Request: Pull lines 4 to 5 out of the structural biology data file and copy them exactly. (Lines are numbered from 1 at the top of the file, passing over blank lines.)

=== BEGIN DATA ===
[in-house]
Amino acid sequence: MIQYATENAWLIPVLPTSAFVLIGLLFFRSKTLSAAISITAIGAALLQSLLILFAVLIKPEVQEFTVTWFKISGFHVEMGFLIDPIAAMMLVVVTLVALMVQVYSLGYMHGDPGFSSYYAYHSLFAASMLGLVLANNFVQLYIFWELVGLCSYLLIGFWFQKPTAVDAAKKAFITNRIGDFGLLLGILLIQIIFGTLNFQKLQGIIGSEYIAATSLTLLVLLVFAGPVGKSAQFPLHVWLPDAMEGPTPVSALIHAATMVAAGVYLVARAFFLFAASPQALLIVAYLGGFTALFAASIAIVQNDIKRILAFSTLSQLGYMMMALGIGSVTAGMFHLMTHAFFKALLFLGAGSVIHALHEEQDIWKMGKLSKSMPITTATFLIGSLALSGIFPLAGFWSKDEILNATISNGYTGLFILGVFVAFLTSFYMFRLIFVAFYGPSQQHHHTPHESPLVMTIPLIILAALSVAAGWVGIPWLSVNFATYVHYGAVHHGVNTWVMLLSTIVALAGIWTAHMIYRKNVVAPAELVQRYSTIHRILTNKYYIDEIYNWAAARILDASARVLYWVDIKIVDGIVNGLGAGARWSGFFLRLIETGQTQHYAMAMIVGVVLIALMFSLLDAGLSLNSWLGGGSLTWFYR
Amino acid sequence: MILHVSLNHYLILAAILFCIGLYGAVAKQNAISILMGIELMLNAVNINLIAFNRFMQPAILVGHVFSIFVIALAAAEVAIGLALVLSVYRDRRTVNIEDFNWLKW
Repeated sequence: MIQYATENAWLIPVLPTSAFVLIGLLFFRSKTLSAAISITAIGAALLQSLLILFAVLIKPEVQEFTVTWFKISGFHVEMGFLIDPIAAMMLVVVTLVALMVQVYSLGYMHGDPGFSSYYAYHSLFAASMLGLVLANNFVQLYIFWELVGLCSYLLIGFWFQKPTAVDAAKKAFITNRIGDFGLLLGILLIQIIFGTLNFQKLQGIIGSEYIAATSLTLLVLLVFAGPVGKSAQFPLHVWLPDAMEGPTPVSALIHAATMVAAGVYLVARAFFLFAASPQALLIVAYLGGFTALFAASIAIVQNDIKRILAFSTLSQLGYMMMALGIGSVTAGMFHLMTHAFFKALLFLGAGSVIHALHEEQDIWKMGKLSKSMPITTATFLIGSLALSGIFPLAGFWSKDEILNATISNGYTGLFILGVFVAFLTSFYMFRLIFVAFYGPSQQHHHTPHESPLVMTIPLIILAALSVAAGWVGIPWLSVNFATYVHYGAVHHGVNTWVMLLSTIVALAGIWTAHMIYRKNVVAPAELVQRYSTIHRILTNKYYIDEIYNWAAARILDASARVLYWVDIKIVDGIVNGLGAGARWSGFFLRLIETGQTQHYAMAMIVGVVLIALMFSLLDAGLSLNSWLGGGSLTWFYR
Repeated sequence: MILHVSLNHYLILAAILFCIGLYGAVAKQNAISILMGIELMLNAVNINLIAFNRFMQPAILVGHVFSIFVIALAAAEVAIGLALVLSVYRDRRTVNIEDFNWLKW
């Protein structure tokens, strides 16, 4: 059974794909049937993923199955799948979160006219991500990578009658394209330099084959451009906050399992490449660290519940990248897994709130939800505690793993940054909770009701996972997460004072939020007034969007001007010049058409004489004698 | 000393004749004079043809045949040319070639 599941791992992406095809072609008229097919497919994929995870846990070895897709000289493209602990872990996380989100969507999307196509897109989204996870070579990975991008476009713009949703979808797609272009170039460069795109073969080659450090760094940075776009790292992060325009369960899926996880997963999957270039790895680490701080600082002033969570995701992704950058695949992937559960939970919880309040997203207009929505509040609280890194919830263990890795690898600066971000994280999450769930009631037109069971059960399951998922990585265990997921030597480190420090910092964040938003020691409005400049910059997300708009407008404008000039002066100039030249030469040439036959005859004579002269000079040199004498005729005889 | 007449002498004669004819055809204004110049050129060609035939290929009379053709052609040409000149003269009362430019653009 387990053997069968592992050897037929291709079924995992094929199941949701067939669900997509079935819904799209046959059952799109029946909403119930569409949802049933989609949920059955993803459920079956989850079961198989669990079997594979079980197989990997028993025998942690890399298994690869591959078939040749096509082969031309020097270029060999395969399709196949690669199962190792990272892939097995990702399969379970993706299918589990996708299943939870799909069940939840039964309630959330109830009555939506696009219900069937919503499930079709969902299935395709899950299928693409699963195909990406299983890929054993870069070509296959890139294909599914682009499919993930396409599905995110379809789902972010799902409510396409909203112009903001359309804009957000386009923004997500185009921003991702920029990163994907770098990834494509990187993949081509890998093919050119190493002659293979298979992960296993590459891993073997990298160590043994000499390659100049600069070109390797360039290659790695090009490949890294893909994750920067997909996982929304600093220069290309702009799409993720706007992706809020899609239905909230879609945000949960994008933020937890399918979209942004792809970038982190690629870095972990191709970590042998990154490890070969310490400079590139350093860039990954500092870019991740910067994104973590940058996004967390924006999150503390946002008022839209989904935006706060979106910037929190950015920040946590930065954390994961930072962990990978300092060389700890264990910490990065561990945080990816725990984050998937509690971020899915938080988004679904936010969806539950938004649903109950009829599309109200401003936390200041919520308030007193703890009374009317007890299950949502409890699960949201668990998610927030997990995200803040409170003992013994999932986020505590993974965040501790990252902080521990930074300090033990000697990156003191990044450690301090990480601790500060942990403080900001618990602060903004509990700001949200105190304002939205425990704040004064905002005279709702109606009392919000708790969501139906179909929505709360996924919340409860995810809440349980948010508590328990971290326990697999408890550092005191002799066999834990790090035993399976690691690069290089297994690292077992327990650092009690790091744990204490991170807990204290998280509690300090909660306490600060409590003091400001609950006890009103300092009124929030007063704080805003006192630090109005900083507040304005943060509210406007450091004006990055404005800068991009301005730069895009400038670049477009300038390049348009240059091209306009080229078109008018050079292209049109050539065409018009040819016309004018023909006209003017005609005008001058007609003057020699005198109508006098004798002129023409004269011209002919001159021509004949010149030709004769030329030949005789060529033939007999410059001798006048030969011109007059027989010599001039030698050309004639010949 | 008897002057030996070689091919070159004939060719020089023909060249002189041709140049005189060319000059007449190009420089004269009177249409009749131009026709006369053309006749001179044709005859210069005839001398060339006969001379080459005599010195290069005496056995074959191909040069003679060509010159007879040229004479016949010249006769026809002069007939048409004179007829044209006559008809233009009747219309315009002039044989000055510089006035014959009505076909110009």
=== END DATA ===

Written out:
Repeated sequence: MIQYATENAWLIPVLPTSAFVLIGLLFFRSKTLSAAISITAIGAALLQSLLILFAVLIKPEVQEFTVTWFKISGFHVEMGFLIDPIAAMMLVVVTLVALMVQVYSLGYMHGDPGFSSYYAYHSLFAASMLGLVLANNFVQLYIFWELVGLCSYLLIGFWFQKPTAVDAAKKAFITNRIGDFGLLLGILLIQIIFGTLNFQKLQGIIGSEYIAATSLTLLVLLVFAGPVGKSAQFPLHVWLPDAMEGPTPVSALIHAATMVAAGVYLVARAFFLFAASPQALLIVAYLGGFTALFAASIAIVQNDIKRILAFSTLSQLGYMMMALGIGSVTAGMFHLMTHAFFKALLFLGAGSVIHALHEEQDIWKMGKLSKSMPITTATFLIGSLALSGIFPLAGFWSKDEILNATISNGYTGLFILGVFVAFLTSFYMFRLIFVAFYGPSQQHHHTPHESPLVMTIPLIILAALSVAAGWVGIPWLSVNFATYVHYGAVHHGVNTWVMLLSTIVALAGIWTAHMIYRKNVVAPAELVQRYSTIHRILTNKYYIDEIYNWAAARILDASARVLYWVDIKIVDGIVNGLGAGARWSGFFLRLIETGQTQHYAMAMIVGVVLIALMFSLLDAGLSLNSWLGGGSLTWFYR
Repeated sequence: MILHVSLNHYLILAAILFCIGLYGAVAKQNAISILMGIELMLNAVNINLIAFNRFMQPAILVGHVFSIFVIALAAAEVAIGLALVLSVYRDRRTVNIEDFNWLKW